June 05, 2020

The odd, sad case of Laili Zikria Helms

Go to Google, and type in “Laili Helms.” Or archive the Nov. 27 New York Times and read “She Spoke for the Taliban and Now Pays a Price.” Or see Laili’s own op-ed piece in the Times of Dec. 8. The more you learn, the odder it becomes. Afghan of noble descent turned American soccer mom? Wife of a CIA director’s nephew turned Taliban cheerleader? More than anyone else in the United States, this pleasant, Westernized young woman – maiden name Zikria – has championed the Taliban since their appearance in the 1990s. Why?

As one who used to know Laili – and liked her – I’d like to know why. This article is by way of exploration, a search for truth in the least likely, and perhaps least rational, of all Afghan crisis biographies over the past 23 years. It’s a challenging excavation in that one’s not sure quite where to dig. In ideology? Or psychology? Or genealogy? These are the three main contenders, the most probable areas of motive. First the bio-facts, as told by Alessandra Stanley in the November Times article:

“Ms. Helms was born in Kabul into a wealthy upper-class family, but her family left for Paris and then, when she was 3, for New Jersey. They returned to Afghanistan when she was 9, then back to New Jersey when she was a teen-ager. She attended Fairleigh Dickinson University in New Jersey.

“At 22, she became executive director of Friends of Afghanistan, an association of Afghan expatriates and Americans opposed to the Soviet occupation. In 1988, she and her husband moved to Peshawar as aid workers.”

Some elaboration may help. The Zikria family in Kabul was more than “upper-class”; they were part of the extended royal clan, collateral relatives of then-king Mohammed Zahir. This family tree, bewilderingly luxuriant because of multiple wives and double figure offspring, has putative roots in 15th-century Kandahar. Its earliest history has faded from all but folk memory, but for most of the past two hundred years various branches have traded power in well-chronicled and often horrific sequence. In Pashtun culture, “cousin” is frequently synonymous with “enemy.”

The early 19th century witnessed especially bloody transitions. One Afghan ruler, Shah Mahmood, blinded a rival and later cut him into pieces. The unfortunate victim was a Barakzai, and so is the Zikria family today. Shah Mahmood was descended from the Populzais, and so is Hamid Karzai, named in Bonn last week to lead the new Afghanistan. Laili’s op-ed take on Interim Council Chairman Karzai: “… only a titular leader … he is not seen as a major Pashtun leader or a national figure in Afghanistan.”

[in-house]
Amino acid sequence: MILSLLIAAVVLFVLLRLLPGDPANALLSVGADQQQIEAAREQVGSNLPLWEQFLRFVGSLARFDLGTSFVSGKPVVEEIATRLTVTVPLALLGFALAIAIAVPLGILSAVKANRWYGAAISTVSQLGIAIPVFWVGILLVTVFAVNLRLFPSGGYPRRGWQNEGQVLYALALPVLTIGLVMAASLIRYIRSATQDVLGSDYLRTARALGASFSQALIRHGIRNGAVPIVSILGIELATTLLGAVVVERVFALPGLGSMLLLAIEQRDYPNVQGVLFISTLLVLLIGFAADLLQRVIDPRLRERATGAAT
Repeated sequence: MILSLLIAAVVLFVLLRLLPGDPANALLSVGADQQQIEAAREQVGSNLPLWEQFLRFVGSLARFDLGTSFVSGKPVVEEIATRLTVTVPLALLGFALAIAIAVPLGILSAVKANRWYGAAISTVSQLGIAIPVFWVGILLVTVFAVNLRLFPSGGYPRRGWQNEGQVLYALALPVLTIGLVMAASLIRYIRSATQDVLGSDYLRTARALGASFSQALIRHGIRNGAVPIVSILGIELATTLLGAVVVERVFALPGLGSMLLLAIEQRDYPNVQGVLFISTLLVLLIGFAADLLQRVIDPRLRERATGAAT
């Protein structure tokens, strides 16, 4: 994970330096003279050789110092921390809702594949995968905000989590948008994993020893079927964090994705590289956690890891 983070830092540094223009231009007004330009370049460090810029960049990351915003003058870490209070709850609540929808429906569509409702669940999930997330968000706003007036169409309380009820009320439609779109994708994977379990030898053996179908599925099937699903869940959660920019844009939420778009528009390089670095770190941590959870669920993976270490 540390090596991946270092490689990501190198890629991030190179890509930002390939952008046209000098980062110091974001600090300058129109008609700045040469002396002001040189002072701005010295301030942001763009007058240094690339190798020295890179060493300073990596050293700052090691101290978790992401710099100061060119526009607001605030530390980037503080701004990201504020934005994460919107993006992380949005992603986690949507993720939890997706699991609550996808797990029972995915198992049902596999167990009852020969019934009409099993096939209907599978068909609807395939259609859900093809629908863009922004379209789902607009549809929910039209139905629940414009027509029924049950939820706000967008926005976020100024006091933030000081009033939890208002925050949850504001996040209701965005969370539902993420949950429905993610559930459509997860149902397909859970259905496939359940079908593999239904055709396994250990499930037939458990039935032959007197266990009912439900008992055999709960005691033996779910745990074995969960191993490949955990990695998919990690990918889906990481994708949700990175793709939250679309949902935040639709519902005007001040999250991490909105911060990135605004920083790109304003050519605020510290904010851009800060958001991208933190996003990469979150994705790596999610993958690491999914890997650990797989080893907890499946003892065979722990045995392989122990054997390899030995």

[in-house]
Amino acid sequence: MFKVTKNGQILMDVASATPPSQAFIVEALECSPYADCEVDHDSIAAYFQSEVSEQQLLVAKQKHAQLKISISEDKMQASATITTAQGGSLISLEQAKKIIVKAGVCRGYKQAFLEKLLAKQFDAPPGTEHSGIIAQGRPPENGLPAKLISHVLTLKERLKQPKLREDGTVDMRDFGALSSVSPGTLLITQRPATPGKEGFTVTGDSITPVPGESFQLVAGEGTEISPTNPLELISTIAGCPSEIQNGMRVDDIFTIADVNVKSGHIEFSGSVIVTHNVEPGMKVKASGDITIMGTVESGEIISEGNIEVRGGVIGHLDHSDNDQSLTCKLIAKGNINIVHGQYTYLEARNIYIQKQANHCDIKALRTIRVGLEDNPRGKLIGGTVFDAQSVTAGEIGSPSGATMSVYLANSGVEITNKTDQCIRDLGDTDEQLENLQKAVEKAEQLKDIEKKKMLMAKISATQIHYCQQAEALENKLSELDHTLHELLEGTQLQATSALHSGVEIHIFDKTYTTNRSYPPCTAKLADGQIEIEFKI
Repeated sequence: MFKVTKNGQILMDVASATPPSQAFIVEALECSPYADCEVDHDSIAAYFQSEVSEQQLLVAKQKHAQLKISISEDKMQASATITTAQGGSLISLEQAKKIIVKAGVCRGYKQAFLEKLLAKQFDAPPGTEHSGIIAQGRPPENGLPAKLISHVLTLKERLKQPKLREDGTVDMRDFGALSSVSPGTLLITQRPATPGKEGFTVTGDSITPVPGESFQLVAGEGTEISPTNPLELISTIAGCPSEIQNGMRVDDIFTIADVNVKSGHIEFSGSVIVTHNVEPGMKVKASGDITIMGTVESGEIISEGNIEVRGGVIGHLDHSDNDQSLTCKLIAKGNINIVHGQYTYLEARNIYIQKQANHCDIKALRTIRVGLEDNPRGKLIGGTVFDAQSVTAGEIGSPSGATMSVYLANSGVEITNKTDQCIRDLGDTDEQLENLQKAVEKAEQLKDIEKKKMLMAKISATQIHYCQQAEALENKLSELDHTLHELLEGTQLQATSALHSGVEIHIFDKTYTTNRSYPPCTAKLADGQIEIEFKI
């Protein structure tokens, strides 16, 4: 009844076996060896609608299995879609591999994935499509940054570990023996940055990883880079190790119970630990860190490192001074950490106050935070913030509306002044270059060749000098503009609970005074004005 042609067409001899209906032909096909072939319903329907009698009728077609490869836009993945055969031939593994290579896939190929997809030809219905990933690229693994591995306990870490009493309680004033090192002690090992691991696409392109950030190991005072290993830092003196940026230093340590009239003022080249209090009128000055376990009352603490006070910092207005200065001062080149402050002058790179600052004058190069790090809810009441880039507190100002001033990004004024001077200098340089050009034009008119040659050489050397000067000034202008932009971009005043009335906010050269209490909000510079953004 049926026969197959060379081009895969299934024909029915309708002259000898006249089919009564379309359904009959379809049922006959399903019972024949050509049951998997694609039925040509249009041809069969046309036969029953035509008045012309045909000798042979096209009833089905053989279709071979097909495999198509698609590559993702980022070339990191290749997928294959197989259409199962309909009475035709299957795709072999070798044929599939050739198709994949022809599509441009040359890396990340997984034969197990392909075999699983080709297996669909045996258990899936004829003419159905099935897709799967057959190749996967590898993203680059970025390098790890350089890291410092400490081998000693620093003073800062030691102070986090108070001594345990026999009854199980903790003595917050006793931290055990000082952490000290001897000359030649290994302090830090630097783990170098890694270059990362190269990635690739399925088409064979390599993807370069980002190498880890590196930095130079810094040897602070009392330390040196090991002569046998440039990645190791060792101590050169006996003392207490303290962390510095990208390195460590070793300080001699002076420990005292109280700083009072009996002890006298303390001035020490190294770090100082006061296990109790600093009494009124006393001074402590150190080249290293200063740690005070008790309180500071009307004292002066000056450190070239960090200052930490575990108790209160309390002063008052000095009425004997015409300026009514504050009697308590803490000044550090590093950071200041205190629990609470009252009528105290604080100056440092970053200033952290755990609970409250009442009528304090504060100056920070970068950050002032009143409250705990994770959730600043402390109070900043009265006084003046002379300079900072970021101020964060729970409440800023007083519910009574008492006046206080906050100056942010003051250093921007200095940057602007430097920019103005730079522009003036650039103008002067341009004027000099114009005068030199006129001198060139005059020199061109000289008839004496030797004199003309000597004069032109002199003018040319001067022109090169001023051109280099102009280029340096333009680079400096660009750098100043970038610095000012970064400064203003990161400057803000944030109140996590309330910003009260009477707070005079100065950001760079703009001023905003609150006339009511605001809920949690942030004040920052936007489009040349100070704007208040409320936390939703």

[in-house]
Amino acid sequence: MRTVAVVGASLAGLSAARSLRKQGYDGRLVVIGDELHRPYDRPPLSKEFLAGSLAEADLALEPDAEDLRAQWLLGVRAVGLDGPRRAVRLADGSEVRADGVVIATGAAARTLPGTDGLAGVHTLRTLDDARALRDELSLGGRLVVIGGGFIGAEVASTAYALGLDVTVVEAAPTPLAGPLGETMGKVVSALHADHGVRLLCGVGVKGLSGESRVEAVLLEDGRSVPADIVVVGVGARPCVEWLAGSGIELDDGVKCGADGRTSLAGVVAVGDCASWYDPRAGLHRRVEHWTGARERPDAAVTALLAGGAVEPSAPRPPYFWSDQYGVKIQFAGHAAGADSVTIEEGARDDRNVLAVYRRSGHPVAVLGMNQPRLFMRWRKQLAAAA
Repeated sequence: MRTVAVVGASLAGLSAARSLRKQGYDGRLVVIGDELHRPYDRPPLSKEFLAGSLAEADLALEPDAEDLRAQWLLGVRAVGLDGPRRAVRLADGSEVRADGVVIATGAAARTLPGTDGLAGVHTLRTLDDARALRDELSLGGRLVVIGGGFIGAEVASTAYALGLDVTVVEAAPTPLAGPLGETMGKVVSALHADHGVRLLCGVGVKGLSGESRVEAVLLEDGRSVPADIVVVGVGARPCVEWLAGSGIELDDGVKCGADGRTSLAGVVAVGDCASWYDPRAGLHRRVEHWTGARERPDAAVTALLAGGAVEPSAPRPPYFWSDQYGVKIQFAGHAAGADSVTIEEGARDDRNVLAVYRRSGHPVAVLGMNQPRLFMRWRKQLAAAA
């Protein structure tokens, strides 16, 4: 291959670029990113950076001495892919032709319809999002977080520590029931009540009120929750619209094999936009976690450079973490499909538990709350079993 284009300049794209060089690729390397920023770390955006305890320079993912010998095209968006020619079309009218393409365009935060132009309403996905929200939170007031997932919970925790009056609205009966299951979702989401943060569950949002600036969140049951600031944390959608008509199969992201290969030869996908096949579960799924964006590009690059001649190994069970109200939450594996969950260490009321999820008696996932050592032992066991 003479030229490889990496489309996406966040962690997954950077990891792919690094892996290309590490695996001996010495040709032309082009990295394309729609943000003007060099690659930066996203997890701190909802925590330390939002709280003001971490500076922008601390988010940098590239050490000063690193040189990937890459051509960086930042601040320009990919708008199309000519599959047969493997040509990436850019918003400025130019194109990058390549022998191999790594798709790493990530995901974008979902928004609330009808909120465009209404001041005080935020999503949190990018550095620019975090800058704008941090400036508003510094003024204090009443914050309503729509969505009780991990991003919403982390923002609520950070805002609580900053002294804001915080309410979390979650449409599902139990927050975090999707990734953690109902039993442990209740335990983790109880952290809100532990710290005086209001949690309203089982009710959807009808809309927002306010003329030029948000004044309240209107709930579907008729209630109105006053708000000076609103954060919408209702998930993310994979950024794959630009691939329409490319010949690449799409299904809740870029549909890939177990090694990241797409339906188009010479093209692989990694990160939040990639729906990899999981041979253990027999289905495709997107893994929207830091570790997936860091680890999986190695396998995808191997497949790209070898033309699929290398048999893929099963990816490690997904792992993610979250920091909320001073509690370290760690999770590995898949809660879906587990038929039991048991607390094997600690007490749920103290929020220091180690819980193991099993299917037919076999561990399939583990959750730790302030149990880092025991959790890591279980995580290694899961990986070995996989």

This description seems mirror-like. Laili’s own folks, the Zikria Barakzais, are excellent people of noble lineage, but (as dynastic luck would have it) they’ve been relegated to the margins of power for generations. Hence the roots of genealogical theory to explain the strange peregrinations of Laili Zikria Helms.

Let’s update the genealogy notion and add some speculative psychology. Laili’s father’s older brother (whom we, in kinship-simplistic America, would call merely “uncle”) is Bashir Zikria, a formidable man and much respected New York surgeon. Dr. Zikria has also been an active member of the “Rome Group” and thus a staunch supporter of Zahir Shah.

Older brothers and younger brothers are linked in Pashtun culture by contradictory ties of cooperation and competition, respect and resentment. Their children inherit this psychological baggage. Did Laili, the child of a younger and less well-known brother, feel the need to prove herself in a political direction diametrically opposite from that of her powerful uncle? As we’ve learned this past week from Kandahar squabbling (Noorzais vs. Achakzais), genealogy is ideology for Pashtuns. Was collateral envy sufficient cause for Laili to become the “Taliban Tokyo Rose,” as one government official has cruelly called her?

And/or has there been some even deeper ego hunger, a desire to be not only a Friend of Afghanistan but also a Player?